on December 12, 2017 by Staff in Uncategorized, Comments Off on China’s Largest Tech Company Throws Its Weight Behind Marriage Equality

China’s Largest Tech Company Throws Its Weight Behind Marriage Equality

Ten couples were chosen by the public to be flown to California to marry this summer in a contest run by the online retailer Alibaba.

Elsie Liao, right, and Mayu Yu kiss in an alley outside the registry office where they asked to be married, before being turned away, in Beijing on Feb. 25, 2013. ED JONES / Getty Images / Via buzzfeed.com

China’s largest online commerce company has thrown its weight behind marriage equality with its latest PR campaign, which invited the public to vote for 10 same-sex couples who will be flown to California to marry this summer.

The campaign is a publicity stunt for TaoBao, a subsidiary of Alibaba, the company that controls 80% of China’s online retail and does more business than eBay and Amazon combined. More than 75,000 votes were cast to pick 10 couples out of 200 who were shortlisted with the help of four LGBT rights organizations, Reuters reported. The couples will receive a weeklong honeymoon package along with the flight to California. Alibaba spokesperson Melanie Lee told Reuters that it intended the contest to be “a symbolic kind of gesture” that it “hopes to evoke respect and understanding of homosexuality and support the realisation of dreams.”

The contest may have been aimed as much at audiences in California’s tech hubs as in China itself. Alibaba is increasingly positioning itself as a global tech giant, raising $25 billion in the world’s largest IPO ever when it went public on the New York Stock Exchange in September. But this is the latest sign that there are substantial openings to promote LGBT rights in China — where although sodomy was decriminalized around 20 years ago, the couples chosen for this promotion would be unable to marry legally — even as the government keeps a close watch on overtly political activities.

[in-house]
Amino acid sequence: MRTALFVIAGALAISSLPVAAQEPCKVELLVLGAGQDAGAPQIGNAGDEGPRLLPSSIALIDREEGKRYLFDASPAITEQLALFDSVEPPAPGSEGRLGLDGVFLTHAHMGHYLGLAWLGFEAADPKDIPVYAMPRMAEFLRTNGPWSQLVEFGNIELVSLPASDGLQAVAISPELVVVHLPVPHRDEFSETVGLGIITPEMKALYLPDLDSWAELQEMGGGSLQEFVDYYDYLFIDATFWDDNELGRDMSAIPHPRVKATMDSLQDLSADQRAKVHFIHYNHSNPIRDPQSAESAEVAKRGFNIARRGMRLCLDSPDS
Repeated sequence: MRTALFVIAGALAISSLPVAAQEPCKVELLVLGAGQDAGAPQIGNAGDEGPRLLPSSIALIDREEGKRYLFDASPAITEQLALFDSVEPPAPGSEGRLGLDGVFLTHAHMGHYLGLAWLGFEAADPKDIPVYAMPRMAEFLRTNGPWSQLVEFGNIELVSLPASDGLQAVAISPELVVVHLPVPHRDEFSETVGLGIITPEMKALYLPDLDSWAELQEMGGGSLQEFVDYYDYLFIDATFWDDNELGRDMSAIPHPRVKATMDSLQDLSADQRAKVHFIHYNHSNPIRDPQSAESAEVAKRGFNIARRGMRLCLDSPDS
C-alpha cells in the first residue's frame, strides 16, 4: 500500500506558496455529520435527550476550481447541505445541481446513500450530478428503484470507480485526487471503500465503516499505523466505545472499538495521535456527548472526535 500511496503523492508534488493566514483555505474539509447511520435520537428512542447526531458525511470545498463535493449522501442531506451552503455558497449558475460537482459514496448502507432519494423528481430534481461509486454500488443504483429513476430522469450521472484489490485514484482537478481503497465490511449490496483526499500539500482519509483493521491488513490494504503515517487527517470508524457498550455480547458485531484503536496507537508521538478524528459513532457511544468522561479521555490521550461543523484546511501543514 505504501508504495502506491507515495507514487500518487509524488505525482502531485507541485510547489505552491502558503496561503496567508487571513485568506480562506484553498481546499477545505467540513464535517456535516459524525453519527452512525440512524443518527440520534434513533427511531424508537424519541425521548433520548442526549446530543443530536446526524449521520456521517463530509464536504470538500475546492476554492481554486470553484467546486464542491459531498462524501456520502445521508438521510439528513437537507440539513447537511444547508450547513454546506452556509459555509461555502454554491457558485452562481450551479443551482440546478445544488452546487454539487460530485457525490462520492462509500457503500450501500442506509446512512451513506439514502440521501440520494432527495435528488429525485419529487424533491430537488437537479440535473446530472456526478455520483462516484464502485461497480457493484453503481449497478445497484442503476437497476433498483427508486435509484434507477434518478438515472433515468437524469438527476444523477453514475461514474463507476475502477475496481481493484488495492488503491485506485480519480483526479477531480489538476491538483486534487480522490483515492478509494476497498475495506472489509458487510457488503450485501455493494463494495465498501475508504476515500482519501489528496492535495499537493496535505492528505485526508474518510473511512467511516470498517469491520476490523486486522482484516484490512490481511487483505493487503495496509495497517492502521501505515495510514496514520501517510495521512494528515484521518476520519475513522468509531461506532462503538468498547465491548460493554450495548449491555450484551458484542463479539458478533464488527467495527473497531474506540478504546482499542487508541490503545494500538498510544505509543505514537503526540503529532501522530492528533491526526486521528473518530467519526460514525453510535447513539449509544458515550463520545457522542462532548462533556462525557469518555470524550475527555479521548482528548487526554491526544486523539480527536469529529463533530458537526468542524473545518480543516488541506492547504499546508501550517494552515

Nine activists were arrested last May in Beijing and ordered to cancel a seminar teaching organizations how to register with the government, which would give them formal permission to operate in the country. The arrests were unusual and part of a larger clampdown on civil society ahead of the 25th anniversary of the 1989 massacre of democracy activists in Tiananmen Square.

Generally, Chinese authorities have tolerated a broad range of LGBT events as long as they were not portrayed as political protests, so there has been a bright line against organizing pride marches. Last May’s arrests were triggered in part because of the participation of a 20-year-old named Xiang Xiaohan, who was arrested the year before for organizing a pride parade in his province of Hunan. A march he’d planned for a short time after the arrests was instead converted into a group hike billed as a social outing.

But authorities have not prevented events that organizers describe as “performance art,” such as staging same-sex weddings on the street or going to government offices to attempt to register unions. LGBT activists have also found some opportunities in the courts. In December, a 30-year-old named Yang Teng won a judgment against a clinic that used electroshock therapy to try to “cure” him of homosexuality and was awarded modest damages equivalent to about $560. In late January, a court in the southern city of Shenzhen heard the country’s first nondiscrimination case brought by a gay man, who said he was fired after posting a coming out video online.

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